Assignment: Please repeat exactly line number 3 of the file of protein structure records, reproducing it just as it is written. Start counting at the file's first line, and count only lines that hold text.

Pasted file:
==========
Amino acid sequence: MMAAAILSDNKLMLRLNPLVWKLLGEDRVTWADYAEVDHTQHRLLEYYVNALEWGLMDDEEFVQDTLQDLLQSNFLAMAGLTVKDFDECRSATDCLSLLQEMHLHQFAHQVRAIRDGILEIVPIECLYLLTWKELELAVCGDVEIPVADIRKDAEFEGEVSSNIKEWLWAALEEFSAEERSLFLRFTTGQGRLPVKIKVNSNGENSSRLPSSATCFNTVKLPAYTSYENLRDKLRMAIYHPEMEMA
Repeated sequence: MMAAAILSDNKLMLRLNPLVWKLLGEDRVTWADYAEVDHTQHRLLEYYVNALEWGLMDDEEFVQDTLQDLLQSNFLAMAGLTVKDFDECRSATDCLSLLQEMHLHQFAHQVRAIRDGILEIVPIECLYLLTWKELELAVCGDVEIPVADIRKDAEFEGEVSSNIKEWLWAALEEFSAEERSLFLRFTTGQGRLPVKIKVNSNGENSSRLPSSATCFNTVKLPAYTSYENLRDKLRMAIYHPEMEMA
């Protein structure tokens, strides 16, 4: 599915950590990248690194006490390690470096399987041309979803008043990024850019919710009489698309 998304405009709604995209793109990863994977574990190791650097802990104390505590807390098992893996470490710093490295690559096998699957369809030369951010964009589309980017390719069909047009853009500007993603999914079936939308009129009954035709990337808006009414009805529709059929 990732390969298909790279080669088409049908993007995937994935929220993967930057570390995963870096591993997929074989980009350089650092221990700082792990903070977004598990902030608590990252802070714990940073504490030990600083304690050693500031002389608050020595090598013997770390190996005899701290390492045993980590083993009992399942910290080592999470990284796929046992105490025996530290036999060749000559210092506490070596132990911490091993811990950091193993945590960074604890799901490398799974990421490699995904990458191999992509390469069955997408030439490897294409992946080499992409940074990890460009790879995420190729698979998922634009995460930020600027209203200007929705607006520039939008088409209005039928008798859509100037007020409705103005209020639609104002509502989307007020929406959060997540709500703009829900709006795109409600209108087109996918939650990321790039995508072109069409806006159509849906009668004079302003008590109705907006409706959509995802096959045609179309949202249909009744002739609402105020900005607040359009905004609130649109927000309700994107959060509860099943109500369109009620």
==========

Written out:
């Protein structure tokens, strides 16, 4: 599915950590990248690194006490390690470096399987041309979803008043990024850019919710009489698309 998304405009709604995209793109990863994977574990190791650097802990104390505590807390098992893996470490710093490295690559096998699957369809030369951010964009589309980017390719069909047009853009500007993603999914079936939308009129009954035709990337808006009414009805529709059929 990732390969298909790279080669088409049908993007995937994935929220993967930057570390995963870096591993997929074989980009350089650092221990700082792990903070977004598990902030608590990252802070714990940073504490030990600083304690050693500031002389608050020595090598013997770390190996005899701290390492045993980590083993009992399942910290080592999470990284796929046992105490025996530290036999060749000559210092506490070596132990911490091993811990950091193993945590960074604890799901490398799974990421490699995904990458191999992509390469069955997408030439490897294409992946080499992409940074990890460009790879995420190729698979998922634009995460930020600027209203200007929705607006520039939008088409209005039928008798859509100037007020409705103005209020639609104002509502989307007020929406959060997540709500703009829900709006795109409600209108087109996918939650990321790039995508072109069409806006159509849906009668004079302003008590109705907006409706959509995802096959045609179309949202249909009744002739609402105020900005607040359009905004609130649109927000309700994107959060509860099943109500369109009620």